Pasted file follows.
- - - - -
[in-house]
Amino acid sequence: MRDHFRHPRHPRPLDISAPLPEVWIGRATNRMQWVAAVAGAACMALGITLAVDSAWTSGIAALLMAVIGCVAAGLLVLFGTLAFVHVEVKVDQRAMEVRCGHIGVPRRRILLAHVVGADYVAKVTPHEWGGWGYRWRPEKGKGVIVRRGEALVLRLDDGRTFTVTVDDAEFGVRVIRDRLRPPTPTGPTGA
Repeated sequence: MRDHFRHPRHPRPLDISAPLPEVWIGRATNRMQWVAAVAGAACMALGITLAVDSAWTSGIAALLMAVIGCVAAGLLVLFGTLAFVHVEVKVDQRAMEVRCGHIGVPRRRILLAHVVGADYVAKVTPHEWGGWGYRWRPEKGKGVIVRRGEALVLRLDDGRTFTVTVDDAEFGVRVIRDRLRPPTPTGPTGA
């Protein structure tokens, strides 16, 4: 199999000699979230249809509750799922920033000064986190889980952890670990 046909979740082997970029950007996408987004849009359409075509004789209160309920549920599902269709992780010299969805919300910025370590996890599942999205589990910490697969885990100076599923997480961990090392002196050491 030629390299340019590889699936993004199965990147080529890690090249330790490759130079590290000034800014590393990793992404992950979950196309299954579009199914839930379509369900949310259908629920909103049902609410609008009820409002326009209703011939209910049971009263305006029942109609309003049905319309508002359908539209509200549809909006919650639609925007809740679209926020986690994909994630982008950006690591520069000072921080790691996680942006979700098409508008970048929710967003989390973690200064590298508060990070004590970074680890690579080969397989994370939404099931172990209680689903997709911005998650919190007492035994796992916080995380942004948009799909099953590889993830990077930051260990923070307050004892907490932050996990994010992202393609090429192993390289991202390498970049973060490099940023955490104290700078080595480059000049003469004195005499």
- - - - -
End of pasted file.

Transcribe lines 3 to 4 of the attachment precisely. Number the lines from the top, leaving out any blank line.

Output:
Repeated sequence: MRDHFRHPRHPRPLDISAPLPEVWIGRATNRMQWVAAVAGAACMALGITLAVDSAWTSGIAALLMAVIGCVAAGLLVLFGTLAFVHVEVKVDQRAMEVRCGHIGVPRRRILLAHVVGADYVAKVTPHEWGGWGYRWRPEKGKGVIVRRGEALVLRLDDGRTFTVTVDDAEFGVRVIRDRLRPPTPTGPTGA
């Protein structure tokens, strides 16, 4: 199999000699979230249809509750799922920033000064986190889980952890670990 046909979740082997970029950007996408987004849009359409075509004789209160309920549920599902269709992780010299969805919300910025370590996890599942999205589990910490697969885990100076599923997480961990090392002196050491 030629390299340019590889699936993004199965990147080529890690090249330790490759130079590290000034800014590393990793992404992950979950196309299954579009199914839930379509369900949310259908629920909103049902609410609008009820409002326009209703011939209910049971009263305006029942109609309003049905319309508002359908539209509200549809909006919650639609925007809740679209926020986690994909994630982008950006690591520069000072921080790691996680942006979700098409508008970048929710967003989390973690200064590298508060990070004590970074680890690579080969397989994370939404099931172990209680689903997709911005998650919190007492035994796992916080995380942004948009799909099953590889993830990077930051260990923070307050004892907490932050996990994010992202393609090429192993390289991202390498970049973060490099940023955490104290700078080595480059000049003469004195005499």